What I loved most about Macao is the remains of Portuguese culture in a Chinese environment. It's special and surprising. I didn't have much time in the city and it was far too hot for a comfortable walk around, but that's what I did anyway, and I'm happy that I managed to see quite a lot .
Fondest memory: The view from Monte Hill is great. On the bottom right of the picture the facade of St Paul church can be seen.
Favorite thing: You will come across some really nice looking buildings... We spent a lot of time walking around in Macau and it was probably the best way to see the city...although we could have done it quicker on scooters... ;)
The stair streets are so pretty, with balconies full of flowers in both sides.
a pintoresque country with a strange combinations of European and Oriental styles.
Fondest memory: the marvellous view from the top of the city.
Go to the fort over the top of the city. The walking will be long, but it worth it.
The view is really something.
Favorite thing: the mixture between Europe and asia is on it's highest essence, the old colonial district with porched houses full of reds, yellows, greens..., full of flowers, and Gallos. Listening cantonesse and tasting Portugesse, it gets to a time where you don't really know where you are, if in the middle of a tiny portuguesse city or on a bullicious chinesse city. you lost the sens of place.
To feel the atmosphere of this town,where West meets East you should walk around the city.It´s arquitecture(churches and temples);street markets(red market,Sao Domingos market...);gardens (Camoes garden,Lu Lim Yoek Garden...);the festivities(dragon boat racing,the music festival,the chinese New Year);the food(with portuguese,indian and chinese influence);the shopping...And a very nice people welcomes you to this unique part of Asia.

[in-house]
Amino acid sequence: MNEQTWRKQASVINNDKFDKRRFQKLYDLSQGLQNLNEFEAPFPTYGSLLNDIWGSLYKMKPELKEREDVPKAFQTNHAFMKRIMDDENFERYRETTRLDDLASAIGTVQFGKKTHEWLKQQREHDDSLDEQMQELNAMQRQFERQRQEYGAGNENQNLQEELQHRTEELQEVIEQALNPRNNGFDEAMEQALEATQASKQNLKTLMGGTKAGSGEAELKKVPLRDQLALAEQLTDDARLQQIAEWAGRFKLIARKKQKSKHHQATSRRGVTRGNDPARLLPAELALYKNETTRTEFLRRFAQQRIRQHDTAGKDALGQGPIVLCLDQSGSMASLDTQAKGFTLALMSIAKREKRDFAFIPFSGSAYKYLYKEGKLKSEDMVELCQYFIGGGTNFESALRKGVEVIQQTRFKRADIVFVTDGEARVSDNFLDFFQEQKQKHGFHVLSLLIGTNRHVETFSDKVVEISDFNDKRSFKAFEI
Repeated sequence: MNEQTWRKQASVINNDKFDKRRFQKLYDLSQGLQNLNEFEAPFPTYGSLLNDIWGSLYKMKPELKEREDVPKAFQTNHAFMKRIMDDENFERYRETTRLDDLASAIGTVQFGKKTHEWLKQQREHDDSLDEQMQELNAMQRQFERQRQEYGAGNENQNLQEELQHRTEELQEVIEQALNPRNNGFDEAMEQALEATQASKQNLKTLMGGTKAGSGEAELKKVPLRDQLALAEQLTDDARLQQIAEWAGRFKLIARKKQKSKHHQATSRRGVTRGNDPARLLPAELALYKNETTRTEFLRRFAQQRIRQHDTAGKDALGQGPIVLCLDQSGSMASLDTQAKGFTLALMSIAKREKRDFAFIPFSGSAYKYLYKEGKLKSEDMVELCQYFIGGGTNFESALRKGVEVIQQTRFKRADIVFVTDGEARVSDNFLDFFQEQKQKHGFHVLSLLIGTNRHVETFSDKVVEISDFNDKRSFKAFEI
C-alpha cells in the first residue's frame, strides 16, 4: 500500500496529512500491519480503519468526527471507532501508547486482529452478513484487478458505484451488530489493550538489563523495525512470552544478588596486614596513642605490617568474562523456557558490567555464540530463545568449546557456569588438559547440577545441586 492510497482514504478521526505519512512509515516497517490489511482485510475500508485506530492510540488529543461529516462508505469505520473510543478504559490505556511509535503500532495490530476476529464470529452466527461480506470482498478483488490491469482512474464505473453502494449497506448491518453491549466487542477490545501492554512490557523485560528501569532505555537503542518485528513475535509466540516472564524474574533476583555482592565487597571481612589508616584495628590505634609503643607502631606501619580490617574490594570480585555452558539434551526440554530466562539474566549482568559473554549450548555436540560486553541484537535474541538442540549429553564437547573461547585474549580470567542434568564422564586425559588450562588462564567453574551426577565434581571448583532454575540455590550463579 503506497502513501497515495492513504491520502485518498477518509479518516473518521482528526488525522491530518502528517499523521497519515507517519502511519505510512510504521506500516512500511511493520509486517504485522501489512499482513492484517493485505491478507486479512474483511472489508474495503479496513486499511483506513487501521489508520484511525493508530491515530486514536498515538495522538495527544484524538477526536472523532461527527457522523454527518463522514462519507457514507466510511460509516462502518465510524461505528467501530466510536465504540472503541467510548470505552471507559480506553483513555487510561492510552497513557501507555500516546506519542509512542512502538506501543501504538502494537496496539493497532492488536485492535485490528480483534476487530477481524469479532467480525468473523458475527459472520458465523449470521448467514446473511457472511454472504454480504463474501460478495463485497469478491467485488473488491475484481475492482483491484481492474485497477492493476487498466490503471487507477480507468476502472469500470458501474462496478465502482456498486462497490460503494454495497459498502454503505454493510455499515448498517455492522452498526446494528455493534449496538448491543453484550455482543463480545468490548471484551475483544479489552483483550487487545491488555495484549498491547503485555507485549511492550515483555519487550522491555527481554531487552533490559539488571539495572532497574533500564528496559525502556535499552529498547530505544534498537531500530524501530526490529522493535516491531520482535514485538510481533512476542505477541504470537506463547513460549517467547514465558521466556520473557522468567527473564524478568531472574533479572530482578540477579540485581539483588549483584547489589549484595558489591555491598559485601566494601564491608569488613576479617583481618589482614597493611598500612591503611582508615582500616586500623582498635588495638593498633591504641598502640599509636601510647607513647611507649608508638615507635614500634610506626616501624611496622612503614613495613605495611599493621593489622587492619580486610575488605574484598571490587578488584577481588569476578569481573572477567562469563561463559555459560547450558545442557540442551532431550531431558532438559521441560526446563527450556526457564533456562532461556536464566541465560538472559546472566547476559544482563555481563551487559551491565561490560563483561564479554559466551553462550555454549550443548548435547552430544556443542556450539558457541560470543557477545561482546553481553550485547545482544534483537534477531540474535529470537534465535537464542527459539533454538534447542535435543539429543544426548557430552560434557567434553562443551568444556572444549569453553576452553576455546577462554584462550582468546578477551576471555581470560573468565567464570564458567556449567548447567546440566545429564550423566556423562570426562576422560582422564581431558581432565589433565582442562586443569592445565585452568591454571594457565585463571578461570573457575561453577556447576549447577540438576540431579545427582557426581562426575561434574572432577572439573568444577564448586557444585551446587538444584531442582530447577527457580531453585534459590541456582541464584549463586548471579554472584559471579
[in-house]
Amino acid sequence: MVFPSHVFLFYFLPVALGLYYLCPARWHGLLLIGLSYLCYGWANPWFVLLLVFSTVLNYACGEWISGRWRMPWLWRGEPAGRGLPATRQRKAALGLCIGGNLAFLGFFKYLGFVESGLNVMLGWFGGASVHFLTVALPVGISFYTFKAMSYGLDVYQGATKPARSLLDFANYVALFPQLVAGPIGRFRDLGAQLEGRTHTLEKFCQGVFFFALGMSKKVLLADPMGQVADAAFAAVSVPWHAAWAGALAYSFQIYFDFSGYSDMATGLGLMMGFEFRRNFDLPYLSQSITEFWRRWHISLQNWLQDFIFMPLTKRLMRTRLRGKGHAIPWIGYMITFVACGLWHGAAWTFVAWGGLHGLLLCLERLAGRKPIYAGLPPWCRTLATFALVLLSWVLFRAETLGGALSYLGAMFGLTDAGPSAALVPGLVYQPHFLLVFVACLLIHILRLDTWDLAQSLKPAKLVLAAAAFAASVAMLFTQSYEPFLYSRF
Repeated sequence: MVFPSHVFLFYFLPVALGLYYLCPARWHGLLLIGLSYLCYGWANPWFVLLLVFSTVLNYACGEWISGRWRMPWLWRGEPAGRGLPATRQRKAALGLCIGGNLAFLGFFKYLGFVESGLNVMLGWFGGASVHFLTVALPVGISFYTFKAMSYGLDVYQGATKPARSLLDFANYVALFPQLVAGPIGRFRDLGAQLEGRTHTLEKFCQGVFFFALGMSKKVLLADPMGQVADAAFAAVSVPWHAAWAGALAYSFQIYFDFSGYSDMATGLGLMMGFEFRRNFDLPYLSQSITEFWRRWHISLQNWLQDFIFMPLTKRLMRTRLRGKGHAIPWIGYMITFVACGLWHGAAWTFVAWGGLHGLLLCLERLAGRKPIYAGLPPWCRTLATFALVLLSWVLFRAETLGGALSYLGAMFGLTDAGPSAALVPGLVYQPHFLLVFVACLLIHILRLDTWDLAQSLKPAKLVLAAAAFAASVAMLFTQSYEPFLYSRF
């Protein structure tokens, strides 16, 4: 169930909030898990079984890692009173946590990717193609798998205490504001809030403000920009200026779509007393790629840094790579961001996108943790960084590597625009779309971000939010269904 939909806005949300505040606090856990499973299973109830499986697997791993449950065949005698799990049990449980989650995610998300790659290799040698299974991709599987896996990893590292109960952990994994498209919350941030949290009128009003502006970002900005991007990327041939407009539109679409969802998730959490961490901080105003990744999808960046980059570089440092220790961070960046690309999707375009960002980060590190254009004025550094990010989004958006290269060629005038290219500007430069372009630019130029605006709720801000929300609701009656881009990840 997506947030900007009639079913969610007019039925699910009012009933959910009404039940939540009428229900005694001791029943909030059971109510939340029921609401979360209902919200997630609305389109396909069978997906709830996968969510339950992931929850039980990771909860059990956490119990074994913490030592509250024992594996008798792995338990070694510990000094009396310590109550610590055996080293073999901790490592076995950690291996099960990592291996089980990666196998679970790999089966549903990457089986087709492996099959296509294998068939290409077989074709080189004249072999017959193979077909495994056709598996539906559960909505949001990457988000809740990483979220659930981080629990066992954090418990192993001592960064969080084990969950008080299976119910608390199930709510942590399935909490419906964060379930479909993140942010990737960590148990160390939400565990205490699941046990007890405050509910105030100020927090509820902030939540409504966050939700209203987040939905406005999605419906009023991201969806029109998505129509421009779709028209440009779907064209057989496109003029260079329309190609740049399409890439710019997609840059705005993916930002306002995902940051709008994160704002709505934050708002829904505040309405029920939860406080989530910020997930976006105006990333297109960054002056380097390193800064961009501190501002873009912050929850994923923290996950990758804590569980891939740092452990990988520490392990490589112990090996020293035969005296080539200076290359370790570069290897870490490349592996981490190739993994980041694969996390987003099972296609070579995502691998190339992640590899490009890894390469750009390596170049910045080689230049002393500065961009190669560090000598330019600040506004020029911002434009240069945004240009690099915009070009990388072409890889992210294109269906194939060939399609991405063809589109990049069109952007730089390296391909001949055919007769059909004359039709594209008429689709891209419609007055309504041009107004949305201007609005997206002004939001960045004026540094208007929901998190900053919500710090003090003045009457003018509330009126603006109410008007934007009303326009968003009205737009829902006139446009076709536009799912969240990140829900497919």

Fondest memory: All the atmosphere that surrounds this city, day and night.
The Chinese New Year and the festivities.
When I visited here with dzni, we saw the Chinese border and decided that we wanted to try to get back into China, even though our visas were good for only one visit. So, we approached the border patrol station and got in line. No one spoke English very well, we figured. We got out of Macau easily, and then found that they wouldn't let us into China without a new visa, which we could purchase for 100 yuan in the office. We thought about it for a few minutes, but were worried that if we left Macau, we might not get back in, and if we entered China, we might not be able to get out. So, we decided to turn around before we even got to Chinese customs.
Dzni (David) went through before I did, and had a little problem trying to tell the customs agent why we were going back into Macau after having just left it. I had no problem which was due to the fact that David and I told the customs agent that we were together. So we were no longer in no-man's-land between Macau and China, and back in Macau, somewhat disappointed, but oh well.
We walked into a store in Macau, because it was hot and we wanted a drink. Coke, of course. It was interesting trying to talk to the store-owner, as we were speaking in Spanish, and he spoke only Portugese. The guy simply looked at me and shook his head. I tried repeating what I was asking other ways, circumlocution, if you will, but to no avail. We then decided to wander until we found it. It was a very nice walk around the city, not to mention long!
It was fun.